Professor Patrick Scanlon, co-founder and former director of RIT’s School of Communication, retires
College of Liberal Arts professor will retire after 38 years of teaching
Professor Patrick Scanlon, co-founder and former director of RIT’s School of Communication in the College of Liberal Arts, has retired after 38 years. Throughout his long and distinguished career, Scanlon taught more than 4,500 students, was the first-ever recipient of the Provost Award for Excellence in Faculty Mentoring, and substantially shaped the trajectory of RIT’s communication program.
In 1988, Scanlon began teaching in what was then known as the professional and technical communication program. He held various positions over the next few years, including Institute Director of Writing, Chairman of Humanities, Coordinator of Undergraduate Degree Programs, and by 2011, Scanlon was chair of the Department of Communication.
During this time, Scanlon spent three years forming and eventually co-founding the School of Communication, where he held the position of director until 2016. Thanks in part to his leadership, the school now boasts three undergraduate programs, one graduate program, four minors, and three immersions.
Over three decades at RIT, Scanlon primarily taught courses in technical communication, writing, and literature. Last year, he taught a freshwater fly-fishing course, in which his students spent their last day of class fishing in a pond on the edge of campus.
Due to the COVID-19 pandemic, Scanlon taught his final class, Introduction to Technical Communication, virtually. In a recent article for Inside Higher Ed, Scanlon reflected on retirement in an extraordinary year. “I’ve taught numerous online classes on the undergraduate and graduate levels. So I’m accustomed to working with students from my laptop,” he said. “But this is not what I had in mind, not what I imagined, for the final curtain. The general drawing back has made my personal retreat even more bittersweet.”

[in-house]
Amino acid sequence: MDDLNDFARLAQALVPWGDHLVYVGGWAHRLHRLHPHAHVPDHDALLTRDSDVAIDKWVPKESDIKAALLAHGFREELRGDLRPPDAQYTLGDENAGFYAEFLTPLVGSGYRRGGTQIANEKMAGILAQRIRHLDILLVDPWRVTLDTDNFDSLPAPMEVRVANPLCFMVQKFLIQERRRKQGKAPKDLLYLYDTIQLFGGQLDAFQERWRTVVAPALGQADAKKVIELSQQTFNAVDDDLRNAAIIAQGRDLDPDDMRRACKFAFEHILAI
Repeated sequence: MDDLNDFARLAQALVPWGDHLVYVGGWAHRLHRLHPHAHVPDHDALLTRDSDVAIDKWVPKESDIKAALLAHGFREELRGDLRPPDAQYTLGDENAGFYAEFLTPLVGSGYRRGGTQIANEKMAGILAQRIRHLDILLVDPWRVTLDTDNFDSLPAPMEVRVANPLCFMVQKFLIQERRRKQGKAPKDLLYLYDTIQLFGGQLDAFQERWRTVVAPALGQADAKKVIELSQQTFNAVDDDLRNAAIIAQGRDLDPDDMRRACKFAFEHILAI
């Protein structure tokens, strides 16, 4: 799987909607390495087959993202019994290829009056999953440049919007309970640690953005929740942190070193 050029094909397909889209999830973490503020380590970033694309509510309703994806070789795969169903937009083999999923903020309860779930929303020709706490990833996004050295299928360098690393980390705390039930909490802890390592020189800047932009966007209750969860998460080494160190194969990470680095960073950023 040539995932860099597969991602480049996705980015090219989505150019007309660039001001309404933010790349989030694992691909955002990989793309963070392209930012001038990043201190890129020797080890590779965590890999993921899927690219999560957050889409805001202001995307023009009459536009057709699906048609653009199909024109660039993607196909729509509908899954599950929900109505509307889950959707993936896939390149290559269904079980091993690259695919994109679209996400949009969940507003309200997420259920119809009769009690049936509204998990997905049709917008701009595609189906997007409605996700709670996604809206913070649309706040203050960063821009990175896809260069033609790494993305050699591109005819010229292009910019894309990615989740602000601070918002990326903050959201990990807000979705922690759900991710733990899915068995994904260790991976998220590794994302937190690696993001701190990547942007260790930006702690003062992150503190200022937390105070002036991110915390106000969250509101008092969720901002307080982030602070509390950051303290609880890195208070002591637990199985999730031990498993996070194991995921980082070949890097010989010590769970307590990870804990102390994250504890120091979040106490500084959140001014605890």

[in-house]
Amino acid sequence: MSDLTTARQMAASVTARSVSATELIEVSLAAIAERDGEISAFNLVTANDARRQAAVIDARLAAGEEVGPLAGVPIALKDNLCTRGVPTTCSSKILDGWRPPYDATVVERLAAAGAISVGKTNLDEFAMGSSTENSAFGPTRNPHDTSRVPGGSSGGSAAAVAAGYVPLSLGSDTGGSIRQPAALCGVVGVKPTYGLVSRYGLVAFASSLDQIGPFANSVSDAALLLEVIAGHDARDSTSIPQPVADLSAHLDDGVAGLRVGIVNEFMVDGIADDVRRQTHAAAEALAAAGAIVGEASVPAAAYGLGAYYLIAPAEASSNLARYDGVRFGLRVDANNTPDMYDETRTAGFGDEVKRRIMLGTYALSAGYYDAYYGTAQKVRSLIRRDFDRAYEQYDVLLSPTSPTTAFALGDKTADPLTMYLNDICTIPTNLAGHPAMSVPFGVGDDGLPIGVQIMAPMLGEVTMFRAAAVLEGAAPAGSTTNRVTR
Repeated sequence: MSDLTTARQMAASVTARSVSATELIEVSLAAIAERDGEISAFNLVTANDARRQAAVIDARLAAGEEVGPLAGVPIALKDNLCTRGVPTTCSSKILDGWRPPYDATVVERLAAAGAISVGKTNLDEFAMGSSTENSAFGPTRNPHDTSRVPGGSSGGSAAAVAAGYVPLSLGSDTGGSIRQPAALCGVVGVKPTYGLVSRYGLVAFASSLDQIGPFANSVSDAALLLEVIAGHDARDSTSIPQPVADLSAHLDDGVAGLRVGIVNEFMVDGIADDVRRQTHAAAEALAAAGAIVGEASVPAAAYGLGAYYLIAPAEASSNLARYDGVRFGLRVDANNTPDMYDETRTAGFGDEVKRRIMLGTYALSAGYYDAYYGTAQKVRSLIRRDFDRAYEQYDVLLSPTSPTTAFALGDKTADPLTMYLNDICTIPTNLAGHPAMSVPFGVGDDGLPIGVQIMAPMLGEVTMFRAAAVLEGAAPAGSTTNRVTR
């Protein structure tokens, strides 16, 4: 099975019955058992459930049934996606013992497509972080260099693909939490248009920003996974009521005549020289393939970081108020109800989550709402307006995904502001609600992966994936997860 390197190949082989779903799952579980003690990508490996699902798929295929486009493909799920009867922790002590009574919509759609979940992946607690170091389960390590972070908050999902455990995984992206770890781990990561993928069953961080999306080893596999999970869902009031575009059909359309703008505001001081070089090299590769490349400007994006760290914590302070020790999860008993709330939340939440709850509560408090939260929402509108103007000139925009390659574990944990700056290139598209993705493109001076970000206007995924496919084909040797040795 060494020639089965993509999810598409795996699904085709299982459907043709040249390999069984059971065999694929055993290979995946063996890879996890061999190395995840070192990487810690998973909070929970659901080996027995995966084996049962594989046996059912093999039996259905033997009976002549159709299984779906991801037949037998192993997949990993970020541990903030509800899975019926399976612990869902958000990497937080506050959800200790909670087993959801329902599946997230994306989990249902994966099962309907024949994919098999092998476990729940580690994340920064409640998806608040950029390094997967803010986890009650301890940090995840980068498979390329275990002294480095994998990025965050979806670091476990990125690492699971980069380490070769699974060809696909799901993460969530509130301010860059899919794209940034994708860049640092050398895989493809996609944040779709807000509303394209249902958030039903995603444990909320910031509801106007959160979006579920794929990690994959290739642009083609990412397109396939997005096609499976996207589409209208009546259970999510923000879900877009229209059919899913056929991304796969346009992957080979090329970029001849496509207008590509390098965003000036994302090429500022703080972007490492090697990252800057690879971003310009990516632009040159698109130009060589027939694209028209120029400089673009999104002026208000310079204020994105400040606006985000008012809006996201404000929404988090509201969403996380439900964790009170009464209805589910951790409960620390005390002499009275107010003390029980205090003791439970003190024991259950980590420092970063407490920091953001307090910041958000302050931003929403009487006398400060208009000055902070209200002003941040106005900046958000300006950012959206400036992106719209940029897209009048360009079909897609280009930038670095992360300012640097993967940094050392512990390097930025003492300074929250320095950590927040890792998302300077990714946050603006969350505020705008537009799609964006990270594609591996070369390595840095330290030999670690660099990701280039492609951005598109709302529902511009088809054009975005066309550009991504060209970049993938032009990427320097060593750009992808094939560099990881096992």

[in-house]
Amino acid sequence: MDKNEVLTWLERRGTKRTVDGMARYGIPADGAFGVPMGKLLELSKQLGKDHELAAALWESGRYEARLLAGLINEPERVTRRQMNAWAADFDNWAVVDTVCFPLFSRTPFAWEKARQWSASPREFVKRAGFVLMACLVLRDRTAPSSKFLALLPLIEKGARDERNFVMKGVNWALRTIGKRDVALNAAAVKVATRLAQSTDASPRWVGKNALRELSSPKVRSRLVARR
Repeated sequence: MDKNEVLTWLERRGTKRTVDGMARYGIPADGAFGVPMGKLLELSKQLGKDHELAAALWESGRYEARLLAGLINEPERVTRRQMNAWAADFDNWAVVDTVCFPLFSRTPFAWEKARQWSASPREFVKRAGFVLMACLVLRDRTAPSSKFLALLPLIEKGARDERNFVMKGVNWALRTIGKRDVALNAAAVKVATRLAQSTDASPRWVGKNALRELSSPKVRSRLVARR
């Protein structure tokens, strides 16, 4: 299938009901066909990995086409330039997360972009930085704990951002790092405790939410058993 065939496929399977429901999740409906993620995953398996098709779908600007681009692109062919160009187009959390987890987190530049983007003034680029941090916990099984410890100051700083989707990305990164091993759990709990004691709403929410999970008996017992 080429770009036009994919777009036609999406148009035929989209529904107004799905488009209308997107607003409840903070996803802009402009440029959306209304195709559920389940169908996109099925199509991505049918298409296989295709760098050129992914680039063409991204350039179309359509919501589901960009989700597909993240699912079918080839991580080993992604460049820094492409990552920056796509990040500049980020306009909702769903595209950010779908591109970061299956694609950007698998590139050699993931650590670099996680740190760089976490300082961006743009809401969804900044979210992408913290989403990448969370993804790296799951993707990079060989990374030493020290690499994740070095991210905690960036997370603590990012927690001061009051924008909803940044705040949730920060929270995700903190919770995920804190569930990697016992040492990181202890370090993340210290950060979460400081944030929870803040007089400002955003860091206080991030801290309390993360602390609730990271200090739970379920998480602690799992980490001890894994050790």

Scanlon answered a few questions about his time at RIT and plans for retirement.
How has the communication department changed since you began teaching at RIT?
The department has grown dramatically in size and diversity. When I came here in 1988, the department consisted of seven faculty members. We were a tight-knit group; we sometimes met at one of our homes. We offered a single degree, professional and technical communication, and the majors comprised a similarly small but dedicated group. We were an ambitious department.
Today, the School of Communication has about 30 faculty and offers three undergraduate degrees and one master’s degree. The school has established itself—I say this with admitted immodesty—as among the most dynamic and successful academic units in our college, at least.
Founding the School of Communication was the hardest thing I’ve done in my career. The resistance to the name change among department chairs was remarkable and very, very frustrating. Gaining enough support for the change took about three years, but being the first director was a source of pride and deep satisfaction.
What are some of your favorite memories from your time here at RIT?
I have made scores of friends among faculty, staff, and students. Among my favorite memories are times in especially engaged classes.
Here’s one: in a Writing the Technical Manual class, teams of students put together full-length manuals, which they then test in class with student-subjects. Once, a team wrote a manual for constructing what they called a “kegerator.” It was a small refrigerator with a keg inside and a tap on the door. I bought a keg of root beer, a student followed the manual instructions to assemble the “kegerator,” and we placed the finished device in the dean's office.
Of course, moments with individual students stand out as well. I had an advisee whose life was falling apart; she was obviously depressed. She was sleeping a lot and missing classes. Communicating with her family, I got her help and also assisted with an emergency late withdrawal from classes. She left RIT. Just a year ago, many years after these events, she wrote to thank me and to tell me how her life had turned around afterward. She finished college elsewhere and is now a professional and recently engaged.
What are your plans for retirement?
My wife, Joanne, and I spend a couple months every winter in Vieques, Puerto Rico. I'll keep working on my Spanish. I'll continue doing volunteer work and writing. And, as always, I’ll be fly fishing.
Is there anything else you’d like to share?
In 1988, I was working at Bausch & Lomb as a manager and doing pretty well there in a tough environment. I called RIT to see about adjunct teaching and more or less stumbled into the search for a full-time tenure-track position. That was the best piece of luck in my life aside from meeting Joanne.